Guest post by Tom McGoldrick
Much has been made about the unexplained mystery of how Trump has managed to become the Republican front runner. In this discussion, one thing that rarely gets mentioned is that Trump is a master brand builder. For decades, Trump has been building his personal brand to represent power, success and confidence. Who has more power over your life than the person who can utter the phrase “You’re fired”—a phrase that the Trump brand owns. He has taken this brand and captured the hearts of a large number of angry and disenfranchised Americans. To them he may be a mad dog, but he is their mad dog.
If Americans have been trained to respond to anything, it’s a brand. Coke/Pepsi, iPhone/Android, Ford/Chevy—we all have an immediate reaction and preference for each of those brand choices. However, very few people can explain what, in technical detail, is actually different about the products. We tend to like and identify with a brand and then rationalize reasons for why we choose that brand. A brand affiliation is a strong preference that is typically hard to change, since it is based on an emotional connection and not a logic list of preferred features.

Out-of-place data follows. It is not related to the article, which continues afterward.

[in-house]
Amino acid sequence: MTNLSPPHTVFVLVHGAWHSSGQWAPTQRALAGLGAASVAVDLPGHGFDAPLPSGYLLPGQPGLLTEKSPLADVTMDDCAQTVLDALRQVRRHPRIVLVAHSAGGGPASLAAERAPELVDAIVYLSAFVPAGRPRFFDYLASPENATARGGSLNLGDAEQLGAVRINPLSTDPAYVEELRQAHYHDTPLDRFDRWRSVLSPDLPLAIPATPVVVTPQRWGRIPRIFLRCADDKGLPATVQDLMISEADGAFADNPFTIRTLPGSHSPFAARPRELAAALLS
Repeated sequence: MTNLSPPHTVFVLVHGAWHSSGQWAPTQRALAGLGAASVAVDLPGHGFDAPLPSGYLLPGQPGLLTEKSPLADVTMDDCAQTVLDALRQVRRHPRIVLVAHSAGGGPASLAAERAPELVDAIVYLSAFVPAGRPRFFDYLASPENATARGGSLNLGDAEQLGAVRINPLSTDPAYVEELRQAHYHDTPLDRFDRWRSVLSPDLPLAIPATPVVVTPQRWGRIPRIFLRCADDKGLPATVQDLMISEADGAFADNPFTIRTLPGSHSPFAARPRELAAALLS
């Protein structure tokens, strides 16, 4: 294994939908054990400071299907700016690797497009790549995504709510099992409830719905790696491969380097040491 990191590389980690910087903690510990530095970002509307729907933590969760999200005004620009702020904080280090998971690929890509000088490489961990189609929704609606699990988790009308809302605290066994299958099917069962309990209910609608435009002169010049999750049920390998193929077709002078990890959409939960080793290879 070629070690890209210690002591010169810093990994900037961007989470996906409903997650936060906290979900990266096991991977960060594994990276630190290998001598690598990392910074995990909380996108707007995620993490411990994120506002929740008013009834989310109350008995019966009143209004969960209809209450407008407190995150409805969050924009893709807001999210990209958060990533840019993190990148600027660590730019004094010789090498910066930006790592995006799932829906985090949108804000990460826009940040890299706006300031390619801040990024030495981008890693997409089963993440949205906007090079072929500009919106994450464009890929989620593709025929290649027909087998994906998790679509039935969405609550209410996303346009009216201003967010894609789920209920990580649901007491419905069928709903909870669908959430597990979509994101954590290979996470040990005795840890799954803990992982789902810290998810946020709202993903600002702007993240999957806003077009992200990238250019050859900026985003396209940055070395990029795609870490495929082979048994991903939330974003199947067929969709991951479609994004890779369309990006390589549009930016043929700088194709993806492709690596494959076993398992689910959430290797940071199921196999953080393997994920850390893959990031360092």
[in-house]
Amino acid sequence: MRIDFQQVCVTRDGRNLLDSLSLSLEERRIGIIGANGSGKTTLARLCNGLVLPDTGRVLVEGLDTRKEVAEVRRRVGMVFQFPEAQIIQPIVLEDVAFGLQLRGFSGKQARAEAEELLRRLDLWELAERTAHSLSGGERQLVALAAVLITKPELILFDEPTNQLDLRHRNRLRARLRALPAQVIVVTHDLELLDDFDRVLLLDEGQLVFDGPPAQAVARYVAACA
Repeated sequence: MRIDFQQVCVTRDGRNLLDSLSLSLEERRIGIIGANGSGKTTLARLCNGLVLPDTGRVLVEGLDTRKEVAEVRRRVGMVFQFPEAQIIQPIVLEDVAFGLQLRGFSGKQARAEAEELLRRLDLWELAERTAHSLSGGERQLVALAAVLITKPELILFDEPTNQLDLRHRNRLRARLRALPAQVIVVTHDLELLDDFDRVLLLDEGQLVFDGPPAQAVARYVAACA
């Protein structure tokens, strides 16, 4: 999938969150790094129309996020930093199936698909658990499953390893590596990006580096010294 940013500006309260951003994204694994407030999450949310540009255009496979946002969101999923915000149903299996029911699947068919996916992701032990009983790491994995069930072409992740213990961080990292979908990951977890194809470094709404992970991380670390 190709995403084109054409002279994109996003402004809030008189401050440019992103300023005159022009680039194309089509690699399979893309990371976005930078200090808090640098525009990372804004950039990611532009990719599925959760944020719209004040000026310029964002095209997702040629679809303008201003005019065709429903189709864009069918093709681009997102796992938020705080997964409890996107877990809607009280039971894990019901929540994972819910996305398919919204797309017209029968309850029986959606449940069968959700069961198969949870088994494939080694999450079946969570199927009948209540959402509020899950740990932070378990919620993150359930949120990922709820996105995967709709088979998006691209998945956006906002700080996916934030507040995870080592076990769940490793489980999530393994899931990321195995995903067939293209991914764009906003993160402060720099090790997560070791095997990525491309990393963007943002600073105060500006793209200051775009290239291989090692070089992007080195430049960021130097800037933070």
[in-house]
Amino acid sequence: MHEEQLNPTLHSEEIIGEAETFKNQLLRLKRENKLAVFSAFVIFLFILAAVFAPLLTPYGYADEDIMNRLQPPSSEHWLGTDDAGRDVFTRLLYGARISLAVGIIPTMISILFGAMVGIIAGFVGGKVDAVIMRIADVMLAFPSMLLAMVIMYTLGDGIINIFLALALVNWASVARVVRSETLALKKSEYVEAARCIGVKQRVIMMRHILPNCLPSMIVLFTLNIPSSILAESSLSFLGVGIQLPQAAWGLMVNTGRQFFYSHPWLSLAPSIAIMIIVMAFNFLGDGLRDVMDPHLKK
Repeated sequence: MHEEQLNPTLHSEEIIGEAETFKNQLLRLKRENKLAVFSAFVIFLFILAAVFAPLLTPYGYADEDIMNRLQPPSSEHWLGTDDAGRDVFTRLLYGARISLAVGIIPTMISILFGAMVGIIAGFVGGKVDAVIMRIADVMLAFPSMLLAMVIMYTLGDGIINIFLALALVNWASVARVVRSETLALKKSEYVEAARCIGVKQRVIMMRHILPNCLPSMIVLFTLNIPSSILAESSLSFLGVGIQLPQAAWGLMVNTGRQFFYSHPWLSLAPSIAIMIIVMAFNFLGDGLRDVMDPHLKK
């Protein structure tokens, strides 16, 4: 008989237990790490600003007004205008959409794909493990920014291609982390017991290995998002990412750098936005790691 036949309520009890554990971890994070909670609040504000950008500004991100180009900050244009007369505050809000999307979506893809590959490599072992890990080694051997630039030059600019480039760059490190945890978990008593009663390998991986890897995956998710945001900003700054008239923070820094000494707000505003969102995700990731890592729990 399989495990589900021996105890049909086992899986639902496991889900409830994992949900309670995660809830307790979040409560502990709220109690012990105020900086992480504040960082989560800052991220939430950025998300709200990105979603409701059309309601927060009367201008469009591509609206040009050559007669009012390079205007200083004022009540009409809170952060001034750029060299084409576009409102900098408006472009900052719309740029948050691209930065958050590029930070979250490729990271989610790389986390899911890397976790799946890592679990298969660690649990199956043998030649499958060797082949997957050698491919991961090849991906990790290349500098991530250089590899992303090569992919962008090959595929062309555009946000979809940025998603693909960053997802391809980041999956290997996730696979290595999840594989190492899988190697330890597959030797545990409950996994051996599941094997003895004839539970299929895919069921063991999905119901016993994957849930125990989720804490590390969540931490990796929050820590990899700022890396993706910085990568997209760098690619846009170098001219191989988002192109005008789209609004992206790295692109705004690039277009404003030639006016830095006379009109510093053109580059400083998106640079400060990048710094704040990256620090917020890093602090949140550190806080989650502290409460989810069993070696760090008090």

Trump has done a fantastic job at creating a brand, and like Coke or Pepsi his supporters love him without being able to clearly articulate in policies or detail what would make him a great president. This is why policy critiques and his own inconsistencies tend to just roll off. The other candidates can produce all the policy statements and expert endorsements then want, it will make no difference to the Trump brand. In fact, they only serve to strengthen his supporter’s perception that they finally have a dog on their side, in the fight for a share of the American pie.
When Pepsi challenges Coke in the marketplace they don’t lead with how their mixture of water, sugar and caffeine interacts with your body to satisfy your thirst. They try to make an emotional connection promoting youth and high energy. Coke taught your parents to sing, Pepsi is the drink for a new generation.
Trump is building a brand while his competitors are just running a campaign.
Tom has been studying brands and how their stakeholders interact with them form more than 20 years. His approach focuses on helping Cargill understand how it’s many stakeholders define success and then measuring if its stakeholders believe they can be more successful with Cargill than any alternative. Currently he is responsible for research related to the Cargill Corporate Brand.
Tom joined Cargill in August 2010. Prior to joining Cargill he had 20 years of experience working as a market research consultant helping some of the world’s largest brands understand the expectations and desires of their customers.